Remind yourself that cluster feeding is normal!
To relieve anxiety or discouragement, remember that cluster feeding isn’t typically a sign that your milk supply is low and there is no need to supplement.
Although it may seem easier to supplement when you are physically and emotionally drained from breastfeeding, remember that if you supplement, your body will get the message that less milk is needed and will therefore produce less milk.
Cluster feeding does the complete opposite by increasing your milk supply to match your baby’s nourishment needs as they grow. As tiring as they are, cluster feeding periods usually last a few days max, and as your baby gets older, they probably won’t be as intense.
There is an easy way to know if your baby gets enough milk – weigh them! Schedule a visit to your health nurse or midwife and check your baby’s weight development.
Try other soothing techniques
Consider trying other techniques to soothe your fussy baby. Some of the things you can try include:
- reducing stimulation (such as noise or light)
- making relaxing noises such as shushing or humming
- using white noise
- holding your baby
- moving around (rocking, swaying, walking)
- giving your baby a warm bath or a massage
- handing over the baby to someone else if you are exhausted or frustrated (babies can feel when we are not calm)
Get help! No need to play super mom!
Plan with your partner and discuss how they can best support you. Don’t be ashamed to ask for help and let your family help in any way they can, e.g., by preparing meals, helping with the household, or spending time with your other kids.
Take breaks and be kind to yourself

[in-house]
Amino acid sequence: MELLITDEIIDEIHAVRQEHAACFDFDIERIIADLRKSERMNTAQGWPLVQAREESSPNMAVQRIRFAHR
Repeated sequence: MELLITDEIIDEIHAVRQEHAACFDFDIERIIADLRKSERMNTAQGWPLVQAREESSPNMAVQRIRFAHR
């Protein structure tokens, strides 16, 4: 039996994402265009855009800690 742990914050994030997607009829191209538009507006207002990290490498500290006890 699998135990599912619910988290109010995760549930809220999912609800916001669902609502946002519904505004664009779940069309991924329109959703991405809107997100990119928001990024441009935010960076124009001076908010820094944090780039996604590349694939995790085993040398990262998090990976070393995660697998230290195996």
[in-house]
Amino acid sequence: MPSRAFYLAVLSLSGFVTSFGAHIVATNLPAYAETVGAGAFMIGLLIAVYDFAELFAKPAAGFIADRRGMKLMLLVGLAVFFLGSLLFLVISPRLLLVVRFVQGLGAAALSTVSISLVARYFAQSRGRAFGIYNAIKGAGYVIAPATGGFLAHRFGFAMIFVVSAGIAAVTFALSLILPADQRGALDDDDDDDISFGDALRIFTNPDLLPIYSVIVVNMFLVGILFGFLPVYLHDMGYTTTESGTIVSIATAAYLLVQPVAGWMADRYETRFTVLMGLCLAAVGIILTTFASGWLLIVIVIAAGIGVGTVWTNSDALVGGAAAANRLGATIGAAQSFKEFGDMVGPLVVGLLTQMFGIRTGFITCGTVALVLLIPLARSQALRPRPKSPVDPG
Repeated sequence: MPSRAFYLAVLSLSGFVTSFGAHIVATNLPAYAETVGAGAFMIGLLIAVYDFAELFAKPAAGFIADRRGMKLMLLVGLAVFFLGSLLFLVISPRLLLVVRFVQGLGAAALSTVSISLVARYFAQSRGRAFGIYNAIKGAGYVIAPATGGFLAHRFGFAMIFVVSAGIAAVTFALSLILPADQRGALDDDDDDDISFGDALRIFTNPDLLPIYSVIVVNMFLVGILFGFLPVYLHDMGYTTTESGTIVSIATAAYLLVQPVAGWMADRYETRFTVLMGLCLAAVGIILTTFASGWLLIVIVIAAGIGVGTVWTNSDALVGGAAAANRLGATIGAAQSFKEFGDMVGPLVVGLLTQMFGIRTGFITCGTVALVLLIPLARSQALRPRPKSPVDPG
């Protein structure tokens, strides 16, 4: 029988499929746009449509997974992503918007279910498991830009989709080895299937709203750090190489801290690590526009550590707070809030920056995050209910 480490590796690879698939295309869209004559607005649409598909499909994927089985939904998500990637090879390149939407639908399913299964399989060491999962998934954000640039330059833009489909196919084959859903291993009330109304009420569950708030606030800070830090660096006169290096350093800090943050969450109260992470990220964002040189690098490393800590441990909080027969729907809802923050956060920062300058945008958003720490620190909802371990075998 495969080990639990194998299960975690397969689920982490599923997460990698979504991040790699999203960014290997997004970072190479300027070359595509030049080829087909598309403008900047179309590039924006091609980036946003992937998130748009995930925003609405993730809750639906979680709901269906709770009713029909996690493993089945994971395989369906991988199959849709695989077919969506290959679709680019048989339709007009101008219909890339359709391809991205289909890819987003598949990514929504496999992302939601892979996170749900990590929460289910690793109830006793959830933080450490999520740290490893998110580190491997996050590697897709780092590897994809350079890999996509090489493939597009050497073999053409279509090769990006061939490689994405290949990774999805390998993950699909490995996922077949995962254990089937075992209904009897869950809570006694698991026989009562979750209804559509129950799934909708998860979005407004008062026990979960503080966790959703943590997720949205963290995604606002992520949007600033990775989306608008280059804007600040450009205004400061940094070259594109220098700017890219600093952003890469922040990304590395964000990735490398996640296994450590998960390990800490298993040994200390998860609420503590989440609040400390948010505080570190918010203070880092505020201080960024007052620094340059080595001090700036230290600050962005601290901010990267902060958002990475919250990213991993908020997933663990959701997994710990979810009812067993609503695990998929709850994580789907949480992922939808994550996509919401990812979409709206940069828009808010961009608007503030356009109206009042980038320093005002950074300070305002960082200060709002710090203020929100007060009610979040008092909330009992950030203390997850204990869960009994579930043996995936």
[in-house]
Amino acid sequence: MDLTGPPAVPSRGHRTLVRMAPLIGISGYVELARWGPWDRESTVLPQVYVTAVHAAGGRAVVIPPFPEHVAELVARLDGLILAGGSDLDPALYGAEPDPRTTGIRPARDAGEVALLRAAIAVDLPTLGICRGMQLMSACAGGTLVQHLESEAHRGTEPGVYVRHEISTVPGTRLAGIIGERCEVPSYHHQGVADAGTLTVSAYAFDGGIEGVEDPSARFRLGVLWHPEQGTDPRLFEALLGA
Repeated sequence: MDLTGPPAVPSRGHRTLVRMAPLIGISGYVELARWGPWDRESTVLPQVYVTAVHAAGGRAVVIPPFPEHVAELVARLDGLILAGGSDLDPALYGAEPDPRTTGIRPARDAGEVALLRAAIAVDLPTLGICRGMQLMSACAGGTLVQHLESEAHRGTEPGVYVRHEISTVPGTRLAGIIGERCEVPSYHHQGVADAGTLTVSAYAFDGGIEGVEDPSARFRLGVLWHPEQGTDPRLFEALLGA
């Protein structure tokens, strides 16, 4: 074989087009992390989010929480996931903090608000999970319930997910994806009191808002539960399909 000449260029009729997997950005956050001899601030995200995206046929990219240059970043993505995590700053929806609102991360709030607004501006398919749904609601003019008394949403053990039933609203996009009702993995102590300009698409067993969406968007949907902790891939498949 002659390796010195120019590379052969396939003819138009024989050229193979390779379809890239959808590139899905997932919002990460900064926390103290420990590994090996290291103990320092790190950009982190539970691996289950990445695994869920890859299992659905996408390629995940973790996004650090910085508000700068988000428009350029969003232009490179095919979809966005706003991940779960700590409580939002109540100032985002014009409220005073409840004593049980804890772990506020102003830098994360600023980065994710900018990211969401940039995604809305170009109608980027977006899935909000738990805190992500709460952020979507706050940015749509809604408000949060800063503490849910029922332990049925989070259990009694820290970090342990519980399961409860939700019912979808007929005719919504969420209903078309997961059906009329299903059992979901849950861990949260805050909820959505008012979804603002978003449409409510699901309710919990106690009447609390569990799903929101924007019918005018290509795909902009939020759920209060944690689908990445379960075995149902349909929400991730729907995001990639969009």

Take breaks whenever you can. If your baby has finally fallen asleep, hand them over to your partner. Your partner can put your baby in the crib while you take some time for yourself. If your baby is bottle-fed, you and your partner can probably take turns feeding the baby, although some young babies only accept their mom.
Be gentle and kind towards yourself, slow down when needed, and don’t put unrealistic expectations on yourself.
Don’t hesitate to talk to a health nurse or lactation consultant
Even if it is normal that your baby has periods when they want to eat very frequently, and you are doing your best to cope with the cluster feeding, there is nothing wrong with asking for advice if something feels off. Maybe you are still worried that your baby doesn’t get enough milk, your nipples have hurt, or the situation is overwhelming.
Do talk to a lactation consultant, health nurse, or doctor! Worrying without asking is never the answer!
Cluster feeding can be hard. No need to sugarcoat it. But it is completely normal, and it won’t last. The best you can do to cope with cluster feeding is to accept it and adjust to the situation, take care of yourself, and simply see these episodes as part of your baby’s development. Soon enough, your little one will be running around, and you’ll have difficulties getting them to eat anything at all because they are too busy exploring the world.
If you have additional ideas on how to cope with cluster feeding, please share by leaving a comment below! Other new moms will thank you!
- All About Cluster Feeding: When, Why, Ages, Pros, Cons
- How to Stop Leaking Breast Milk as a Breastfeeding Mom
- Breastfeeding – Cluster feeding
- Fatigue and breastfeeding: an inevitable partnership?
- Cluster Feeding: What to Expect and Tips for Managing It
Paula Dennholt founded Easy Baby Life in 2006 and has been a passionate parenting and pregnancy writer since then. Her parenting approach and writing are based on studies in cognitive-behavioral models and therapy for children and her experience as a mother and stepmother. Life as a parent has convinced her of how crucial it is to put relationships before rules. She strongly believes in positive parenting and a science-based approach.
Paula cooperates with a team of pediatricians who assist in reviewing and writing articles.